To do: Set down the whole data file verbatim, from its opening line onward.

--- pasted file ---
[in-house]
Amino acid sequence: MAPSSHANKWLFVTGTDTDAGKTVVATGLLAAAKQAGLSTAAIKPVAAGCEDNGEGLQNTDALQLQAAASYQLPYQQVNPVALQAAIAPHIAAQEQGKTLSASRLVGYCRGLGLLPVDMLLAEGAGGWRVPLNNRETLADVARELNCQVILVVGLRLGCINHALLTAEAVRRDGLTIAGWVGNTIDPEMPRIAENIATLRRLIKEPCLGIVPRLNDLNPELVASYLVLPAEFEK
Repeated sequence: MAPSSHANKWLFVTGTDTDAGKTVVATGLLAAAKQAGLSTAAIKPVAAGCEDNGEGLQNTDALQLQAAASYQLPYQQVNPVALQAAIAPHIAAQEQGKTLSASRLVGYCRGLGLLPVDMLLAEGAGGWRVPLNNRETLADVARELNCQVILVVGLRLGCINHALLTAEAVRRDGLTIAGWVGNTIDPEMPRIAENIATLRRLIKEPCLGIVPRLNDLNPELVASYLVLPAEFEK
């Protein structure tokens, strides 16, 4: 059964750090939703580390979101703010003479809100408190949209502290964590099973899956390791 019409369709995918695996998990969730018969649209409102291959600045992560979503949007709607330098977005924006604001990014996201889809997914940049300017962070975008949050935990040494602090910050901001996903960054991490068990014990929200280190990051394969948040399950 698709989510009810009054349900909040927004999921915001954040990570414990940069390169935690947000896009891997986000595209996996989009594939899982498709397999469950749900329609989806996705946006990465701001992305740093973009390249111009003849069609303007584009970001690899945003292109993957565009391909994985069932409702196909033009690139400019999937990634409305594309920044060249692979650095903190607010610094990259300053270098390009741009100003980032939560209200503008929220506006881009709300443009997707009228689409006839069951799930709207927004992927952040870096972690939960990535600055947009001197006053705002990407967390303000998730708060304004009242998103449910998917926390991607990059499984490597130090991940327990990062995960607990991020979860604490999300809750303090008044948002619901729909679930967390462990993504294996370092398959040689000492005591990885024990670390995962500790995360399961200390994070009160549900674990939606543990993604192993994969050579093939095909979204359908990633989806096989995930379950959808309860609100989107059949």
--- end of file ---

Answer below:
[in-house]
Amino acid sequence: MAPSSHANKWLFVTGTDTDAGKTVVATGLLAAAKQAGLSTAAIKPVAAGCEDNGEGLQNTDALQLQAAASYQLPYQQVNPVALQAAIAPHIAAQEQGKTLSASRLVGYCRGLGLLPVDMLLAEGAGGWRVPLNNRETLADVARELNCQVILVVGLRLGCINHALLTAEAVRRDGLTIAGWVGNTIDPEMPRIAENIATLRRLIKEPCLGIVPRLNDLNPELVASYLVLPAEFEK
Repeated sequence: MAPSSHANKWLFVTGTDTDAGKTVVATGLLAAAKQAGLSTAAIKPVAAGCEDNGEGLQNTDALQLQAAASYQLPYQQVNPVALQAAIAPHIAAQEQGKTLSASRLVGYCRGLGLLPVDMLLAEGAGGWRVPLNNRETLADVARELNCQVILVVGLRLGCINHALLTAEAVRRDGLTIAGWVGNTIDPEMPRIAENIATLRRLIKEPCLGIVPRLNDLNPELVASYLVLPAEFEK
């Protein structure tokens, strides 16, 4: 059964750090939703580390979101703010003479809100408190949209502290964590099973899956390791 019409369709995918695996998990969730018969649209409102291959600045992560979503949007709607330098977005924006604001990014996201889809997914940049300017962070975008949050935990040494602090910050901001996903960054991490068990014990929200280190990051394969948040399950 698709989510009810009054349900909040927004999921915001954040990570414990940069390169935690947000896009891997986000595209996996989009594939899982498709397999469950749900329609989806996705946006990465701001992305740093973009390249111009003849069609303007584009970001690899945003292109993957565009391909994985069932409702196909033009690139400019999937990634409305594309920044060249692979650095903190607010610094990259300053270098390009741009100003980032939560209200503008929220506006881009709300443009997707009228689409006839069951799930709207927004992927952040870096972690939960990535600055947009001197006053705002990407967390303000998730708060304004009242998103449910998917926390991607990059499984490597130090991940327990990062995960607990991020979860604490999300809750303090008044948002619901729909679930967390462990993504294996370092398959040689000492005591990885024990670390995962500790995360399961200390994070009160549900674990939606543990993604192993994969050579093939095909979204359908990633989806096989995930379950959808309860609100989107059949």